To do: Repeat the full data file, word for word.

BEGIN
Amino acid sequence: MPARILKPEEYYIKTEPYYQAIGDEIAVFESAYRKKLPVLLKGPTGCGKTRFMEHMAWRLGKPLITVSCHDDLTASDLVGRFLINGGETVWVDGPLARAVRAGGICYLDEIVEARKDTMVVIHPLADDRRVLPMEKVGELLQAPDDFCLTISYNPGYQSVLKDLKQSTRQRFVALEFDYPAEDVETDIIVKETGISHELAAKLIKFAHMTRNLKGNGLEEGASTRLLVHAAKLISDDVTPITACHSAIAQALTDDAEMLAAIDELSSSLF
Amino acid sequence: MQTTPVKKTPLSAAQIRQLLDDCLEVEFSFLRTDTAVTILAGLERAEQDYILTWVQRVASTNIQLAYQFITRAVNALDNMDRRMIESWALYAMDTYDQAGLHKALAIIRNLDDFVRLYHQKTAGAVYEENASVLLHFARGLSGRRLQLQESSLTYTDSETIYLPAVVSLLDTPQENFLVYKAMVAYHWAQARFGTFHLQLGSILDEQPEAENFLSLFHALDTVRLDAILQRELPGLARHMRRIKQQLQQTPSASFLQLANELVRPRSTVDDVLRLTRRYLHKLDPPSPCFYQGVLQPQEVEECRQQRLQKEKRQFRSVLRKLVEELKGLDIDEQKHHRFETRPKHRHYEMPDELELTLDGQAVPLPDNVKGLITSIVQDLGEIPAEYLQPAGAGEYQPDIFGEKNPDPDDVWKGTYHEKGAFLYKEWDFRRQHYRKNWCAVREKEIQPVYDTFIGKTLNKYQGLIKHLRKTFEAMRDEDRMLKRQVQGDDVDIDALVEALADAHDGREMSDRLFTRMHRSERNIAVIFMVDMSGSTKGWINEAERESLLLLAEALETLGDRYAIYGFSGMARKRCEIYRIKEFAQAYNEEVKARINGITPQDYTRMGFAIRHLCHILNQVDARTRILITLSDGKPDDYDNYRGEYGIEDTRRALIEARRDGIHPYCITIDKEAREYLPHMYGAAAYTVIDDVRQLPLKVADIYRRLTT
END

Amino acid sequence: MPARILKPEEYYIKTEPYYQAIGDEIAVFESAYRKKLPVLLKGPTGCGKTRFMEHMAWRLGKPLITVSCHDDLTASDLVGRFLINGGETVWVDGPLARAVRAGGICYLDEIVEARKDTMVVIHPLADDRRVLPMEKVGELLQAPDDFCLTISYNPGYQSVLKDLKQSTRQRFVALEFDYPAEDVETDIIVKETGISHELAAKLIKFAHMTRNLKGNGLEEGASTRLLVHAAKLISDDVTPITACHSAIAQALTDDAEMLAAIDELSSSLF
Amino acid sequence: MQTTPVKKTPLSAAQIRQLLDDCLEVEFSFLRTDTAVTILAGLERAEQDYILTWVQRVASTNIQLAYQFITRAVNALDNMDRRMIESWALYAMDTYDQAGLHKALAIIRNLDDFVRLYHQKTAGAVYEENASVLLHFARGLSGRRLQLQESSLTYTDSETIYLPAVVSLLDTPQENFLVYKAMVAYHWAQARFGTFHLQLGSILDEQPEAENFLSLFHALDTVRLDAILQRELPGLARHMRRIKQQLQQTPSASFLQLANELVRPRSTVDDVLRLTRRYLHKLDPPSPCFYQGVLQPQEVEECRQQRLQKEKRQFRSVLRKLVEELKGLDIDEQKHHRFETRPKHRHYEMPDELELTLDGQAVPLPDNVKGLITSIVQDLGEIPAEYLQPAGAGEYQPDIFGEKNPDPDDVWKGTYHEKGAFLYKEWDFRRQHYRKNWCAVREKEIQPVYDTFIGKTLNKYQGLIKHLRKTFEAMRDEDRMLKRQVQGDDVDIDALVEALADAHDGREMSDRLFTRMHRSERNIAVIFMVDMSGSTKGWINEAERESLLLLAEALETLGDRYAIYGFSGMARKRCEIYRIKEFAQAYNEEVKARINGITPQDYTRMGFAIRHLCHILNQVDARTRILITLSDGKPDDYDNYRGEYGIEDTRRALIEARRDGIHPYCITIDKEAREYLPHMYGAAAYTVIDDVRQLPLKVADIYRRLTT